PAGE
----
The right to say no to the auditors

February 6, 1998

Many senior managers will have been surprised that Cambridge University does not wish to involve itself in the Quality Assurance Agency's continuation audit process (THES, January 30).

The QAA learned much from last year's pilot audits at Exeter and Sheffield universities. Bradford, East Anglia and York are among the universities that have recently been visited by auditors implementing the new model; Aberdeen, Durham and Southampton are among those to be visited shortly.

So why is Cambridge being isolationist? Since 1991 the audit process has achieved great respect. The first round is acknowledged to have been a triumphant success. It made universities and colleges of higher education think about their quality assurance processes and many developed and improved their practices following advice.

Asking senior management insistent questions about how its members knew that staff development or student representation or course monitoring schemes were effective was a thought-provoking exercise. Asking the same questions of departmental staff was often revealing.

Continuation audit, which tests aspects of the learning infrastructure and emphasises internal and external communications, is a useful follow-up. It is hard to see how any institution can declare that its confidence is such that this revisiting of central quality assurance procedures is a waste of everyone's time.

Preparing for a visit is burdensome, but it is a rich opportunity for making staff more greatly aware of their responsibilities, for self-reflection and for pondering a critical and constructive overview.

A reading of the Dearing report on higher education makes clear that the agenda has changed. Institutional audit is seen as complementary to the vigorous pursuit of more explicit policies regarding academic standards, implemented with the help of subject associations and of staff willing to take on a new kind of responsibility as external examiners.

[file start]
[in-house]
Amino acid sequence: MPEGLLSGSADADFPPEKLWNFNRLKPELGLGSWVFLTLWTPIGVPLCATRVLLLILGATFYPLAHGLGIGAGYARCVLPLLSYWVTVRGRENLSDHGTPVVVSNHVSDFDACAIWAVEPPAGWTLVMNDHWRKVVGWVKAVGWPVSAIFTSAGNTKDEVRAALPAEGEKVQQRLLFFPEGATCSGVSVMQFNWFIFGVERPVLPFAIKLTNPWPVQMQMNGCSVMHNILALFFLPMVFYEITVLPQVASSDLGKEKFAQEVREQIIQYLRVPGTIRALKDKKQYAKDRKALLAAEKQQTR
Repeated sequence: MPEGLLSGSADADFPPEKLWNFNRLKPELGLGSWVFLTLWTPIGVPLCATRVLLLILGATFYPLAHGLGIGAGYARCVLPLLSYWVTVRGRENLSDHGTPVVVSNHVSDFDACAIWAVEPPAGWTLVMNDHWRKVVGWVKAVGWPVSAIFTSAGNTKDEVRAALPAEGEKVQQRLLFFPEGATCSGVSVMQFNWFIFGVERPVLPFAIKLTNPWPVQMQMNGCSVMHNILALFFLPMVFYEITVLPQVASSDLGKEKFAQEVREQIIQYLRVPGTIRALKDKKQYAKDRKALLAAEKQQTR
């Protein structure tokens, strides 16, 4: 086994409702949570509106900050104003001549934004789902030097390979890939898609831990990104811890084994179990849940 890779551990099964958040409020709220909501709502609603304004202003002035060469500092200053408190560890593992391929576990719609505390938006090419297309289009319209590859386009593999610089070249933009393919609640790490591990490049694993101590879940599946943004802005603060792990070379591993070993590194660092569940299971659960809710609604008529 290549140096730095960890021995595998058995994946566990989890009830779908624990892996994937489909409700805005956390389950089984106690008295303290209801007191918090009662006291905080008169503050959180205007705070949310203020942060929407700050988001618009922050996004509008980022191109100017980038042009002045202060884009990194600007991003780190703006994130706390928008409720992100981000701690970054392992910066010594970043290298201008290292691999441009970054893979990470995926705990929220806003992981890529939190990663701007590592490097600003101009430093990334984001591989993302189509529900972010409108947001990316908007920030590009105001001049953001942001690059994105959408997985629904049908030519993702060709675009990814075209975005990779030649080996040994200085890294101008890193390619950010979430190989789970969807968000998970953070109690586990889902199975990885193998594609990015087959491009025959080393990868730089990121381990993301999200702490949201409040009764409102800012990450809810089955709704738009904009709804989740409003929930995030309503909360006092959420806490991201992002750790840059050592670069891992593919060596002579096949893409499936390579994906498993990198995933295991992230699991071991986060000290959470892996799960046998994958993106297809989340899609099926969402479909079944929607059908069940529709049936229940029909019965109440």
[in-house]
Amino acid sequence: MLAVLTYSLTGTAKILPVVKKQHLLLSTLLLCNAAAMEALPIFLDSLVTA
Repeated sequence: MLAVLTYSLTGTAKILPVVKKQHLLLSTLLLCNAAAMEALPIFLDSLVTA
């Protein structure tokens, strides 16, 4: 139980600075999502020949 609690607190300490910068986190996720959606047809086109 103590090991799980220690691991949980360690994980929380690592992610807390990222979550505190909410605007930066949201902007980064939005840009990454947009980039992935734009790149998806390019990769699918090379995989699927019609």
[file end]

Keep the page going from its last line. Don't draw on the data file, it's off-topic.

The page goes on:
The QAA is driving all this forward. The centrepiece is setting, defining, monitoring and assessing standards, discipline by discipline. Where, with some of the cleverest students in the land, could Cambridge's experience and practice, indeed its lead, be more valuable?

Academic standards are central to the inquiries of auditors in the new round of visits. They are seeking to discover how far institutions have gone in developing and implementing strategy. If a university presents itself as busy thinking about the findings of the graduate standards programme or investigating the usefulness of generic-level descriptors across its departments, auditors will want to talk about these things.

If it displays another approach this, equally, will be investigated and discussed. For a leading university not only to say nothing about its views on standards, but to refuse even to contribute to this crucial national debate, especially when it is trying to justify receiving extra funds for its tutorial system, is surely entirely unacceptable. Cambridge should reconsider its position.

Anthony Fletcher

Auditor, Quality Assessment Authority convener History at the universities defence group

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